“Reliance on EIAs prepared by qualified, independent experts, may either support, or allay the residents’ fears but in any event, will reduce the likelihood of a successful challenge to the NRCA’s (Natural Resources Conservation Authority) ultimate decision,” the law firm noted, asking that the agency replies by June 30 to indicate whether it will agree to the FPAL request.
“Should we not hear from you by June 30, 2022, we will assume that you are standing by your decision to not to request EIAs and advise our clients of other avenues for redress,” the law firm wrote over the signature Gavin Goffe, a partner and head of litigation at Myers Fletcher.
“I have no comment at this time. We are taking advice,” is all Ian Dear, the FPAL president, was prepared to say when the Financial Gleaner contacted him on Tuesday.
Breathless and the proposed 11-floor Dreams hotel are both said to be both covered by a 2007 EIA that was commissioned by SKIL.
It is understood, however, that NEPA did not require EIAs or public hearings before approving several other large developments in the Montego Freeport area, namely a planned 14-storey mixed residential, hotel and commercial development of up to 500 rooms by PanJam, a 12-floor residential development by Winfra Development Consortium headed by businessman Dr Guna Muppuri, as well as the 10-storey Soleil residences completed just over a year ago and owned by businessman Brian Jardim through his company Sharkfin Development.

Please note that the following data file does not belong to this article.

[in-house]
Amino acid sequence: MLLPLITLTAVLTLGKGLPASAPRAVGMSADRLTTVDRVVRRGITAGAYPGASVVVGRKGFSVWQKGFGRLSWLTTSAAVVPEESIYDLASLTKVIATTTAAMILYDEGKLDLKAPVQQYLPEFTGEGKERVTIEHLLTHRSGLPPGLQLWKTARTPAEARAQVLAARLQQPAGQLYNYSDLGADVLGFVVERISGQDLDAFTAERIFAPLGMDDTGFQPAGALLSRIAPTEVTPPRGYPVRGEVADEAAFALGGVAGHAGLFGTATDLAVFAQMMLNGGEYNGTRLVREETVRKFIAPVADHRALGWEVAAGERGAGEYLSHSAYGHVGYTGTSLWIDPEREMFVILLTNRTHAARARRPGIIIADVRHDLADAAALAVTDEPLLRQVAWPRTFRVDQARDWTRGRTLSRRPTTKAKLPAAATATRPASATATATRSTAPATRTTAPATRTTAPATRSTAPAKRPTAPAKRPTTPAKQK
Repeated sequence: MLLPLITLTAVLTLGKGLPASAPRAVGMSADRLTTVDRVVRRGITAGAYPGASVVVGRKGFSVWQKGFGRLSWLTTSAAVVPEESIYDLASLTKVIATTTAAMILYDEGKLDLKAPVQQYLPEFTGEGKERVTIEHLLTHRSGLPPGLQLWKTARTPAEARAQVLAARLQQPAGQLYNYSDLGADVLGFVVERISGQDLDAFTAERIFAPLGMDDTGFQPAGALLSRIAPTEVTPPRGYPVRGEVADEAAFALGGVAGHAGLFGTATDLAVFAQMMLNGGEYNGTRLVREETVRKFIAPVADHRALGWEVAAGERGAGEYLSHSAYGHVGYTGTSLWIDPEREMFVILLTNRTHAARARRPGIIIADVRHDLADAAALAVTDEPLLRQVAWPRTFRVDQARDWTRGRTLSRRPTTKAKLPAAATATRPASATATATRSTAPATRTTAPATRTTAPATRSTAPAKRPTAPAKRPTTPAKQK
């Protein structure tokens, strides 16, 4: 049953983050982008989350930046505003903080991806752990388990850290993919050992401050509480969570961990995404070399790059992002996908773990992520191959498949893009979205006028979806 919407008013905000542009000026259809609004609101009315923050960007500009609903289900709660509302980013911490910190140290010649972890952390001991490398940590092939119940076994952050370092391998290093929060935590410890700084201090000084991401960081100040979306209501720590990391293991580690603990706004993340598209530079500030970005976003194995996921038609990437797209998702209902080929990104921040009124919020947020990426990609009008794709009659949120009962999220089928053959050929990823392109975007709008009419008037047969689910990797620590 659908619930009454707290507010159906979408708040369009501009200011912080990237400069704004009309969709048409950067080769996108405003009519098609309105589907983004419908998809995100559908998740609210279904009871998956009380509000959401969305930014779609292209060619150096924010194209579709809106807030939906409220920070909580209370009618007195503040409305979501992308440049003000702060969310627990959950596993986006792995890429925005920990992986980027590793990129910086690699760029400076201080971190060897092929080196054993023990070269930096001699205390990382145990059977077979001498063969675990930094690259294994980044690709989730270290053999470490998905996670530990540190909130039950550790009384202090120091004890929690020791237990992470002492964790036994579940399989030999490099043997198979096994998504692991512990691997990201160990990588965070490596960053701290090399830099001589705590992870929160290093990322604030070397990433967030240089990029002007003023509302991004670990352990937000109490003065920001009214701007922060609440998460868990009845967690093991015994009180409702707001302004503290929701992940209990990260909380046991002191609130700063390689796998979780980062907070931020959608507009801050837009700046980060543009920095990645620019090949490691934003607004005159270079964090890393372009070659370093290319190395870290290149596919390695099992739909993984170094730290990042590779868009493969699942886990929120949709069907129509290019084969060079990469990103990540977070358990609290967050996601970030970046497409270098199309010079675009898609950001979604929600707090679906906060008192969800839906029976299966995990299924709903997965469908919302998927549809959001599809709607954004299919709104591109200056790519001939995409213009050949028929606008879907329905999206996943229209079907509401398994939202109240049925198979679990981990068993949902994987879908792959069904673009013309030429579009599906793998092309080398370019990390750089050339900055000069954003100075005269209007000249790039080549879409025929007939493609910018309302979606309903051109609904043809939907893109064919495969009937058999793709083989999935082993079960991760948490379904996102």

PanJam CEO Joanna Banks and Muppuri both confirmed this to be the case for their respective developments, but said they followed all other application requirements. Representatives of the other companies did not immediately respond to Financial Gleaner requests for comment .
A NEPA-mandated public consultation was conducted by SKIL on April 24. The CEO of NEPA Peter Knight said at June 1 meeting with residents and other stakeholders not including SKIL, that outline planning permission was sought by SKIL to build “261 additional rooms and other amenities”.
But SKIL director Michael McMorris has said the Dreams hotel would comprise 281 rooms.